ABA Opposes Treasury Proposals Requiring Law Firms Establishing Accounts at Financial Institutions to Disclose Identity and Other Beneficial Ownership of Clients

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Wednesday, August 3, 2016
Bruce Zagaris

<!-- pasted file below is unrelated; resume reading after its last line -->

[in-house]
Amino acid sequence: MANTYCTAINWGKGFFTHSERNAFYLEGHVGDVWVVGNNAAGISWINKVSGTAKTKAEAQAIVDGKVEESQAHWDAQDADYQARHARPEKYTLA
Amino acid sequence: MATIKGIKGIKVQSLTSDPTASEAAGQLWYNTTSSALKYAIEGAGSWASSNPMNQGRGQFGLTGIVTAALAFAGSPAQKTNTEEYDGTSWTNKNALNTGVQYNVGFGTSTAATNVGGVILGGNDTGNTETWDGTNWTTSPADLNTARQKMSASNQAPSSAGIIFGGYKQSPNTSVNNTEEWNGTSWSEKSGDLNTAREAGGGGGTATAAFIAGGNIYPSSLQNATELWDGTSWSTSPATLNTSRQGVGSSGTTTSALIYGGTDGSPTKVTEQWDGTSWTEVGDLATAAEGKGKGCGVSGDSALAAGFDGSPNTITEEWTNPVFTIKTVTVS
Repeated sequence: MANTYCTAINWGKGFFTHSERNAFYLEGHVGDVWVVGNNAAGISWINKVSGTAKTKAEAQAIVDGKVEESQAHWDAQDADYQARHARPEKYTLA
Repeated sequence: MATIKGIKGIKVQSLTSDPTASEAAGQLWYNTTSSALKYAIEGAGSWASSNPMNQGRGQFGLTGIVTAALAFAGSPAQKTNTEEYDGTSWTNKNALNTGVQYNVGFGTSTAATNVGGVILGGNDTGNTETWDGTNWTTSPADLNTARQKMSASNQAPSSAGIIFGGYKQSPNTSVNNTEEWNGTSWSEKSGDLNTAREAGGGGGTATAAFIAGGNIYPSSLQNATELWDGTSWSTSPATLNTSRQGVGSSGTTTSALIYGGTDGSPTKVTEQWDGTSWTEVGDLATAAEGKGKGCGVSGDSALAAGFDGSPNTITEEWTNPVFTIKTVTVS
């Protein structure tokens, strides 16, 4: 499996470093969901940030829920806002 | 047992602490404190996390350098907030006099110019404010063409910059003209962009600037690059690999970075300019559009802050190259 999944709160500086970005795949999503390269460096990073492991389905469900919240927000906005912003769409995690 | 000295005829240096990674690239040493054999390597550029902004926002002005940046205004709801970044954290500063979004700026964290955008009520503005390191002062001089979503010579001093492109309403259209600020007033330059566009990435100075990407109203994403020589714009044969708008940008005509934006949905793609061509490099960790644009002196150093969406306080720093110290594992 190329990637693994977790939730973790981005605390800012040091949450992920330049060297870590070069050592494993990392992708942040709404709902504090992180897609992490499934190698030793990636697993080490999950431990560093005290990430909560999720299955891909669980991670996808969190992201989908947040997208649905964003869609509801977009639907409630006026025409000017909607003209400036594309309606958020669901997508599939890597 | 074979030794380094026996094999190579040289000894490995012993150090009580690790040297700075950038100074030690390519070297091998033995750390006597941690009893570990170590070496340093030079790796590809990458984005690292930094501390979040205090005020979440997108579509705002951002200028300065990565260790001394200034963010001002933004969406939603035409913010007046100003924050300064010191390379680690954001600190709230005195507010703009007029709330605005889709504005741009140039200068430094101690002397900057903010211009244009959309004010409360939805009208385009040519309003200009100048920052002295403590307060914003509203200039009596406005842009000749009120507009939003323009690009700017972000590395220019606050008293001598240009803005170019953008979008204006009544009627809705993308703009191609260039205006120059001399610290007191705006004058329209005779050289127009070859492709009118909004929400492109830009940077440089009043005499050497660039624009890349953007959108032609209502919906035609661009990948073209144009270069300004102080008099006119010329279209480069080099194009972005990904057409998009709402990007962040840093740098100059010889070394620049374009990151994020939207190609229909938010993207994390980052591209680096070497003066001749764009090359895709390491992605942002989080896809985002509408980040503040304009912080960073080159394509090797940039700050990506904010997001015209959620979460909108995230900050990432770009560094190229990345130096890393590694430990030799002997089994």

On May 4, 2012, Kevin L. Shepherd, Esq., a partner in the Baltimore office of Venable LLP, sent a letter on behalf of the American Bar Association to the Treasury Department’s Financial Crimes Enforcement Network (FinCEN) concerning customer due diligence requirements for financial institutions.  The letter states that the ABA opposes those proposals contained in the Advanced Notice of Proposed Rulemaking (ANPR) – Customer Due Diligence Requirements for Financial Institutions[1] “that would require law firms that establish accounts at financial institutions on behalf of their clients to disclose the identity and other beneficial ownership in formation regarding those clients.  If adopted in their current form, those proposals could impose unreasonable and excessive burdens on many law firms with client trust accounts and could undermine both the confidential lawyer-client relationship and traditional state court regulation of lawyers.”  As a result, the ABA urges FinCEN not to proceed with those proposals in the Notice.